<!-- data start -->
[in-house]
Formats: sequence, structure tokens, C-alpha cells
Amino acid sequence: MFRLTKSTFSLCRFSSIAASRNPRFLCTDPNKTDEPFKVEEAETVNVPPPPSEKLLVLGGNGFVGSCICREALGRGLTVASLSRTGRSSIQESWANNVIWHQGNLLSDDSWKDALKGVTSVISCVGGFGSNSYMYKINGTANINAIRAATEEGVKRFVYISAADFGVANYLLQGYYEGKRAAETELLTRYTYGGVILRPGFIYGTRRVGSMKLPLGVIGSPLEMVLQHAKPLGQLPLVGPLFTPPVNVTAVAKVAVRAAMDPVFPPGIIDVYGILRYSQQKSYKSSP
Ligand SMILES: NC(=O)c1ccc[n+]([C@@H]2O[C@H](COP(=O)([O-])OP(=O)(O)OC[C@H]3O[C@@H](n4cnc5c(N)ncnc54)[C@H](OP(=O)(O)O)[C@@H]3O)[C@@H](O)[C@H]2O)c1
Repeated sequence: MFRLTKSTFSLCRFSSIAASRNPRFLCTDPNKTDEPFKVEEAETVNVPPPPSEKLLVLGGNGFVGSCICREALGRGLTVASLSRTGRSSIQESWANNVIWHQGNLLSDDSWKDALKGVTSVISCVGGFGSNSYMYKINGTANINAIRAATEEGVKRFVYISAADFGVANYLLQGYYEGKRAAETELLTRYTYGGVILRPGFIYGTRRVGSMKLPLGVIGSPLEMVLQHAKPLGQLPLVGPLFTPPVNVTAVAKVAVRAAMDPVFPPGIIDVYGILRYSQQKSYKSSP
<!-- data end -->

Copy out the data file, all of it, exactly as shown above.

[in-house]
Formats: sequence, structure tokens, C-alpha cells
Amino acid sequence: MFRLTKSTFSLCRFSSIAASRNPRFLCTDPNKTDEPFKVEEAETVNVPPPPSEKLLVLGGNGFVGSCICREALGRGLTVASLSRTGRSSIQESWANNVIWHQGNLLSDDSWKDALKGVTSVISCVGGFGSNSYMYKINGTANINAIRAATEEGVKRFVYISAADFGVANYLLQGYYEGKRAAETELLTRYTYGGVILRPGFIYGTRRVGSMKLPLGVIGSPLEMVLQHAKPLGQLPLVGPLFTPPVNVTAVAKVAVRAAMDPVFPPGIIDVYGILRYSQQKSYKSSP
Ligand SMILES: NC(=O)c1ccc[n+]([C@@H]2O[C@H](COP(=O)([O-])OP(=O)(O)OC[C@H]3O[C@@H](n4cnc5c(N)ncnc54)[C@H](OP(=O)(O)O)[C@@H]3O)[C@@H](O)[C@H]2O)c1
Repeated sequence: MFRLTKSTFSLCRFSSIAASRNPRFLCTDPNKTDEPFKVEEAETVNVPPPPSEKLLVLGGNGFVGSCICREALGRGLTVASLSRTGRSSIQESWANNVIWHQGNLLSDDSWKDALKGVTSVISCVGGFGSNSYMYKINGTANINAIRAATEEGVKRFVYISAADFGVANYLLQGYYEGKRAAETELLTRYTYGGVILRPGFIYGTRRVGSMKLPLGVIGSPLEMVLQHAKPLGQLPLVGPLFTPPVNVTAVAKVAVRAAMDPVFPPGIIDVYGILRYSQQKSYKSSP